Homeless sweeps come back to the Tenderloin

Lawsuit settlement lets police remove people and confiscate tents -- when there is still nowhere for most people to go.

“They came by and took our tents, said we had to go and not come back or we would be arrested — you know a sweep” said Johnell, 48, a Black disabled, houseless RoofLESS Radio reporter who lived in a tent at Larkin and McAllister Streets since April when COVID-19 struck. Johnell and his wife both got a tent from POOR Magazine’s radical redistribution crew that distributes masks, hand sanitizers, tents and hot meals to everyone who needs it.

The lawsuit seeks to compel the City to clear the Tenderloin’s dangerously crowded sidewalks and to provide safe and sanitary shelter for the unhoused people who have been camping there in escalating numbers since the outbreak of COVID-19. The lawsuit was filed after many complaints from community groups and individuals to City officials failed to achieve visible results.

Tents in the Tenderloing: Homeless advocates are upset about the new round of sweeps.

Two weeks ago the city settled a lawsuit brought by UC Hastings, a law school located in the Tenderloin, which basically sued the city for not properly taking care of houseless people during the pandemic. The city was guilty of leaving hundreds of people on the street while hotel rooms sat empty.

But Hastings in effect also sued houseless people for being houseless –with the end result being the violence called sweeps of unhoused people in the Tenderloin.

Although the Tenderloin is supposedly a business district, there are thousands of working-class residents, both housed and unhoused — but they just aren’t the kind of residents UC Hastings wants.

Since the lawsuit was “settled,” UC Police and regular SF police cars have descended on the Tenderloin, displacing, evicting, terrorizing, removing tents and houseless communities that had porta potties and hand-washing stations.

Just like all the Barbecue-Becky-Speak that has led to countless police terror calls and murders of Black, Brown, disabled and poor people across the US,  the lawsuit is peppered with racist, classist  words like “scared” and “unsafe” when talking about houseless people, a majority of whom are Black houseless people, who although they only make less than 3 percent of the San Francisco population, make up more than 30 percent of the houseless population in the Tenderloin.

An open letter to Hastings from a group of students and alumni of Hastings notes:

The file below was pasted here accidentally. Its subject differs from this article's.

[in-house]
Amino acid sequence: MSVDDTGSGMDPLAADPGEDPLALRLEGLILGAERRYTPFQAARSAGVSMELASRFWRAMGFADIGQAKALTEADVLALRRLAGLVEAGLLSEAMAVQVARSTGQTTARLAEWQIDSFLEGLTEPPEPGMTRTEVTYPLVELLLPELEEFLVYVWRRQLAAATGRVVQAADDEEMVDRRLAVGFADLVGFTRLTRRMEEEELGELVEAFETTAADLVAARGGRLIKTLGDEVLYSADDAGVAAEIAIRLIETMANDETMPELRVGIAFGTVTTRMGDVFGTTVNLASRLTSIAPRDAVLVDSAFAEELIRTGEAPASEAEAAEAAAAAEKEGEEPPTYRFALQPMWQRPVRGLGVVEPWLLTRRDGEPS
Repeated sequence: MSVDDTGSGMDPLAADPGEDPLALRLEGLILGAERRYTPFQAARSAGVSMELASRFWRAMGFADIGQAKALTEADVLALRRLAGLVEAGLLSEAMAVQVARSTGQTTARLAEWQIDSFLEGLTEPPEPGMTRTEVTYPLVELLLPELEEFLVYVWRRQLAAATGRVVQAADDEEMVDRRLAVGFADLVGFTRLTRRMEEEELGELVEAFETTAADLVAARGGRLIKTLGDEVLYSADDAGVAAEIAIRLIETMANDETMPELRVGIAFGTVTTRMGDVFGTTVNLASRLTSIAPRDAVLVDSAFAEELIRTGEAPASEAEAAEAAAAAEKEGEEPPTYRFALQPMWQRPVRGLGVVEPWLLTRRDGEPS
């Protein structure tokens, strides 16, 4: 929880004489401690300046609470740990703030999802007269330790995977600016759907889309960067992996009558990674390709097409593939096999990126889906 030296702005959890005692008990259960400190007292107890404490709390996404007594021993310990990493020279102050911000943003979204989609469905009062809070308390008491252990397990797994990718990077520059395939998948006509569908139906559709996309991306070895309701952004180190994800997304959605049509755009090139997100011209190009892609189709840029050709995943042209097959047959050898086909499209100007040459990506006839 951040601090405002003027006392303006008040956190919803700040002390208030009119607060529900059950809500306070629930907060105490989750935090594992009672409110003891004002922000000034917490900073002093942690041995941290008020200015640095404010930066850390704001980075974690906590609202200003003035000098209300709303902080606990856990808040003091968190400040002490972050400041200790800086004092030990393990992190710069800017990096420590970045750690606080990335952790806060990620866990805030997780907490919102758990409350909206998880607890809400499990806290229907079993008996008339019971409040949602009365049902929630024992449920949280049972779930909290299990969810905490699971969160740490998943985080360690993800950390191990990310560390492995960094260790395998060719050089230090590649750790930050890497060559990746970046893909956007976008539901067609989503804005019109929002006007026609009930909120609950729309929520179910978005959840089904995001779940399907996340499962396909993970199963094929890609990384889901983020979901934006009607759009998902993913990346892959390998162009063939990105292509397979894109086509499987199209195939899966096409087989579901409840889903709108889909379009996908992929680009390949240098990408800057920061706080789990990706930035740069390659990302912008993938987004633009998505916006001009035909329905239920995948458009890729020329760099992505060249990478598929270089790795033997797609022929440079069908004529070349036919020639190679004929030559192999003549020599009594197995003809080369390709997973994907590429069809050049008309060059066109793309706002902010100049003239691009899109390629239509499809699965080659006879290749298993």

UC Hastings’ lawsuit focuses heavily on criminal activity. The suit includes lurid descriptions of “tent-blocked sidewalks, groups of addicts injecting themselves, the odors of smoked crystal methamphetamine and human waste, and open-air drug dealing” that “cause residents to fear” going outside at night.The complaint makes Hastings’ position clear. These tent-dwellers, addicts, and producers of human waste are not considered “residents” by the complainants, who call their presence a “horror show.”

“If we didn’t agree to leave, they told us we would be arrested,” Marvin R, a POOR Magazine RoofLESS radio reporters reported.

“Before I was houseless I had an apartment in the TL,” said Roger C, another Black, disabled elder resident of the Tenderloin. “The rent got too damn high, now I’m homeless, and no I’m not leaving San Francisco, even though it doesn’t seem like any of us are wanted here.”

One after the other RoofLESS radio reporters told us they were told they had to go. Sometimes they were offered a hotel room if they agreed to a series of intense surveillance and hoops, with social workers demanding paperwork and appointments and on and on.

Here’s what the settlement document says:

Because the implementation of this stipulated injunction may have the effect of encouraging additional people to come to the Tenderloin in the hope of securing a hotel room or placement at a safe sleeping site, during this process the City will discourage additional people from erecting tents in the neighborhood. The City intends to continue to assist unsheltered persons in other areas of the City.

The parties recognize that it will take time to make additional sites available in and out of the Tenderloin. The City is hopeful that most people offered an alternative location will be willing to accept it, but if necessary to comply with this stipulated injunction the City will employ enforcement measures for those who do not accept an offer of shelter or safe sleeping sites to prevent re-encampment.